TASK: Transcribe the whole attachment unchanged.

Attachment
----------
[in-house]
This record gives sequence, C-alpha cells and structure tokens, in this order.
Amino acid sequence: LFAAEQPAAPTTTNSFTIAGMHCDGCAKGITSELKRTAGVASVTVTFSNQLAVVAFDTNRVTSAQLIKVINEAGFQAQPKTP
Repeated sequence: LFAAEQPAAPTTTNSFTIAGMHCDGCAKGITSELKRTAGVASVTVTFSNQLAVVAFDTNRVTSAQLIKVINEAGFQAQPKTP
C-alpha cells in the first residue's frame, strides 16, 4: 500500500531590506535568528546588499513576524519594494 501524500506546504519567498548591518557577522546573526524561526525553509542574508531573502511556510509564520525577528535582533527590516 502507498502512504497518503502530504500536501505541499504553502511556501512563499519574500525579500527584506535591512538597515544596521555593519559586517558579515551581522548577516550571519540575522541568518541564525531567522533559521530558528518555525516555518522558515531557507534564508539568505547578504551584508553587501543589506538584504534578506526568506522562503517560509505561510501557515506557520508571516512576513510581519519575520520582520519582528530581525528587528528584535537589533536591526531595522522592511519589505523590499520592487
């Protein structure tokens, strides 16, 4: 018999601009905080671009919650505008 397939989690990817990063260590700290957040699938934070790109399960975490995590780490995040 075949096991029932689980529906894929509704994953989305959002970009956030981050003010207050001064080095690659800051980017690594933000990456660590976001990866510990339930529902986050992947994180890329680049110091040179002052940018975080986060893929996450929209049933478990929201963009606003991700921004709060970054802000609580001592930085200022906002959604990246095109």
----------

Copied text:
[in-house]
This record gives sequence, C-alpha cells and structure tokens, in this order.
Amino acid sequence: LFAAEQPAAPTTTNSFTIAGMHCDGCAKGITSELKRTAGVASVTVTFSNQLAVVAFDTNRVTSAQLIKVINEAGFQAQPKTP
Repeated sequence: LFAAEQPAAPTTTNSFTIAGMHCDGCAKGITSELKRTAGVASVTVTFSNQLAVVAFDTNRVTSAQLIKVINEAGFQAQPKTP
C-alpha cells in the first residue's frame, strides 16, 4: 500500500531590506535568528546588499513576524519594494 501524500506546504519567498548591518557577522546573526524561526525553509542574508531573502511556510509564520525577528535582533527590516 502507498502512504497518503502530504500536501505541499504553502511556501512563499519574500525579500527584506535591512538597515544596521555593519559586517558579515551581522548577516550571519540575522541568518541564525531567522533559521530558528518555525516555518522558515531557507534564508539568505547578504551584508553587501543589506538584504534578506526568506522562503517560509505561510501557515506557520508571516512576513510581519519575520520582520519582528530581525528587528528584535537589533536591526531595522522592511519589505523590499520592487
């Protein structure tokens, strides 16, 4: 018999601009905080671009919650505008 397939989690990817990063260590700290957040699938934070790109399960975490995590780490995040 075949096991029932689980529906894929509704994953989305959002970009956030981050003010207050001064080095690659800051980017690594933000990456660590976001990866510990339930529902986050992947994180890329680049110091040179002052940018975080986060893929996450929209049933478990929201963009606003991700921004709060970054802000609580001592930085200022906002959604990246095109």